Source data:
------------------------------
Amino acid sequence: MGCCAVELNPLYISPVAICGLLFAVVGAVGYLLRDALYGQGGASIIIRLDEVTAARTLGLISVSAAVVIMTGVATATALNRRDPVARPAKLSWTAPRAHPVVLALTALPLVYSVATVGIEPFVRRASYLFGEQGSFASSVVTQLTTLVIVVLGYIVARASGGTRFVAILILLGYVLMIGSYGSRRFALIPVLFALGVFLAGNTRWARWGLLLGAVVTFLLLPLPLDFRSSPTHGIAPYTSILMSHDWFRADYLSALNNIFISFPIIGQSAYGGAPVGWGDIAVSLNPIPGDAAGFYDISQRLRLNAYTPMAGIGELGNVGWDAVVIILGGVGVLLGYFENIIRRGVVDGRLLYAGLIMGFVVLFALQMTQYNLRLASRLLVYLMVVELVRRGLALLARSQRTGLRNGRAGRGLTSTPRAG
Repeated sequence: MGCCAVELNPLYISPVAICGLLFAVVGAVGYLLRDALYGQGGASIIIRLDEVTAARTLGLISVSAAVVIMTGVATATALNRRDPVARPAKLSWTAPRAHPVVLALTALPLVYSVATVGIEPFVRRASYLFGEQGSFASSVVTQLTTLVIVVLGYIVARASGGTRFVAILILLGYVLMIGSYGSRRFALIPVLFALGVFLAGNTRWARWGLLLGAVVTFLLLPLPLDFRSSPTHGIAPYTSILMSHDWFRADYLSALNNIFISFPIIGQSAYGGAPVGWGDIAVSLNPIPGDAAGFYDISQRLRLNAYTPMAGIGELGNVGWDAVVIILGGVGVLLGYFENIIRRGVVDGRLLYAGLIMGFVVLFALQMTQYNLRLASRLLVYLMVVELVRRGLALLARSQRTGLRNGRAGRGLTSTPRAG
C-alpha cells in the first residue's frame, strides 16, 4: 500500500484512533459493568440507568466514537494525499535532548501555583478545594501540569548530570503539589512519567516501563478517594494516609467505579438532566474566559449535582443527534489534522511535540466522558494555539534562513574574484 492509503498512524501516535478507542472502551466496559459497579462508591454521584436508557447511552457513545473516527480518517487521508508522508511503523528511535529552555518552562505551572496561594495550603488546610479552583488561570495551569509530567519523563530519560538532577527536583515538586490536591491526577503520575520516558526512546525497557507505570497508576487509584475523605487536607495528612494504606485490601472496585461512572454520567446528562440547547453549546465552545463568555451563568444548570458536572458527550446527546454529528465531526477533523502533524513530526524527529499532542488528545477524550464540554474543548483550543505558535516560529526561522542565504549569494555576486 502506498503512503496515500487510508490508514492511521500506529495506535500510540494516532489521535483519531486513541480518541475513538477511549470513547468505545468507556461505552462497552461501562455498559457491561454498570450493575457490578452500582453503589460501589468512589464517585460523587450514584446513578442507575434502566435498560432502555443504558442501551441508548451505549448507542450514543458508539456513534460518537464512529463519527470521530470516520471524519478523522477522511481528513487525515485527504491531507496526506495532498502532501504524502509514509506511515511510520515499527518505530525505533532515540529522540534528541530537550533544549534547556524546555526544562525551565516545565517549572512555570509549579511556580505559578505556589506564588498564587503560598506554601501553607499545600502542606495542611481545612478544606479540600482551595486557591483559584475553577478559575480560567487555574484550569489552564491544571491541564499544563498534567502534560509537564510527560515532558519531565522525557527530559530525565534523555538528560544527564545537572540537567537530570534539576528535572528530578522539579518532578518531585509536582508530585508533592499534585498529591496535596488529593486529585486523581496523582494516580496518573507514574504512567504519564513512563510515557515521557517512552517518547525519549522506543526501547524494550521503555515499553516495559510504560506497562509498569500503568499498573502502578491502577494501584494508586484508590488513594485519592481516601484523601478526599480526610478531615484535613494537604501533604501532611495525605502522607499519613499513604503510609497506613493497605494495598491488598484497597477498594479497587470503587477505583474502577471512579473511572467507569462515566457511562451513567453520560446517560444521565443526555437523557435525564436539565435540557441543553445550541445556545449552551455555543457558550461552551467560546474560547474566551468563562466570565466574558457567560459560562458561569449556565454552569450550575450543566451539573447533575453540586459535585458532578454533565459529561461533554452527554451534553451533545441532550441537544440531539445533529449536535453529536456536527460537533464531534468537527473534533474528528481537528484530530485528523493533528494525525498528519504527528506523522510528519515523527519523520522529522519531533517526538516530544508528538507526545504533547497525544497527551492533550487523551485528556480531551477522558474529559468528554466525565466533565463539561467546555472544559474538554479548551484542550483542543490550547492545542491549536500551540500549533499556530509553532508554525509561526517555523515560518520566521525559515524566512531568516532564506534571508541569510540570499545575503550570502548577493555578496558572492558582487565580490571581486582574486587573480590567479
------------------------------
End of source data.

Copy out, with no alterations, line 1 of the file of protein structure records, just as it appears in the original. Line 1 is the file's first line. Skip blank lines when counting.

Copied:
Amino acid sequence: MGCCAVELNPLYISPVAICGLLFAVVGAVGYLLRDALYGQGGASIIIRLDEVTAARTLGLISVSAAVVIMTGVATATALNRRDPVARPAKLSWTAPRAHPVVLALTALPLVYSVATVGIEPFVRRASYLFGEQGSFASSVVTQLTTLVIVVLGYIVARASGGTRFVAILILLGYVLMIGSYGSRRFALIPVLFALGVFLAGNTRWARWGLLLGAVVTFLLLPLPLDFRSSPTHGIAPYTSILMSHDWFRADYLSALNNIFISFPIIGQSAYGGAPVGWGDIAVSLNPIPGDAAGFYDISQRLRLNAYTPMAGIGELGNVGWDAVVIILGGVGVLLGYFENIIRRGVVDGRLLYAGLIMGFVVLFALQMTQYNLRLASRLLVYLMVVELVRRGLALLARSQRTGLRNGRAGRGLTSTPRAG